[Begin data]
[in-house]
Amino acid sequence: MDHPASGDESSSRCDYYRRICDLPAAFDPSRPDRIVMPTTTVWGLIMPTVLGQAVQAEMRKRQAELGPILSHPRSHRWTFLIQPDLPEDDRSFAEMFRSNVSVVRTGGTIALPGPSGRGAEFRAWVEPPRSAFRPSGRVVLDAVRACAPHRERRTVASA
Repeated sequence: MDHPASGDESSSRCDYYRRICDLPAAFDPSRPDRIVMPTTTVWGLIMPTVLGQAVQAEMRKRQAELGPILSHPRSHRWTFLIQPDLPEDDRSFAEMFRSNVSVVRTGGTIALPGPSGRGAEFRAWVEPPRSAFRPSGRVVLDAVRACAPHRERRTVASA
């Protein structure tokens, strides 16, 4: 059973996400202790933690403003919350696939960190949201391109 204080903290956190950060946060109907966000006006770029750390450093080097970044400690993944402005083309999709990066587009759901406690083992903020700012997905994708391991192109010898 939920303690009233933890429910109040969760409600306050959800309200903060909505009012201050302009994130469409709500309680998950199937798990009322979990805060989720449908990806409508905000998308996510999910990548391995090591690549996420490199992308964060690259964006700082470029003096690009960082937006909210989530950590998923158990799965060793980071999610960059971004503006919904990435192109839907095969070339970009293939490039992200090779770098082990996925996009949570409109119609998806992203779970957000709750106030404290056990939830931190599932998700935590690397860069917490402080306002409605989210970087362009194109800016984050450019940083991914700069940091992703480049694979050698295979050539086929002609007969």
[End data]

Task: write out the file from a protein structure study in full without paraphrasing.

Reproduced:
[in-house]
Amino acid sequence: MDHPASGDESSSRCDYYRRICDLPAAFDPSRPDRIVMPTTTVWGLIMPTVLGQAVQAEMRKRQAELGPILSHPRSHRWTFLIQPDLPEDDRSFAEMFRSNVSVVRTGGTIALPGPSGRGAEFRAWVEPPRSAFRPSGRVVLDAVRACAPHRERRTVASA
Repeated sequence: MDHPASGDESSSRCDYYRRICDLPAAFDPSRPDRIVMPTTTVWGLIMPTVLGQAVQAEMRKRQAELGPILSHPRSHRWTFLIQPDLPEDDRSFAEMFRSNVSVVRTGGTIALPGPSGRGAEFRAWVEPPRSAFRPSGRVVLDAVRACAPHRERRTVASA
């Protein structure tokens, strides 16, 4: 059973996400202790933690403003919350696939960190949201391109 204080903290956190950060946060109907966000006006770029750390450093080097970044400690993944402005083309999709990066587009759901406690083992903020700012997905994708391991192109010898 939920303690009233933890429910109040969760409600306050959800309200903060909505009012201050302009994130469409709500309680998950199937798990009322979990805060989720449908990806409508905000998308996510999910990548391995090591690549996420490199992308964060690259964006700082470029003096690009960082937006909210989530950590998923158990799965060793980071999610960059971004503006919904990435192109839907095969070339970009293939490039992200090779770098082990996925996009949570409109119609998806992203779970957000709750106030404290056990939830931190599932998700935590690397860069917490402080306002409605989210970087362009194109800016984050450019940083991914700069940091992703480049694979050698295979050539086929002609007969």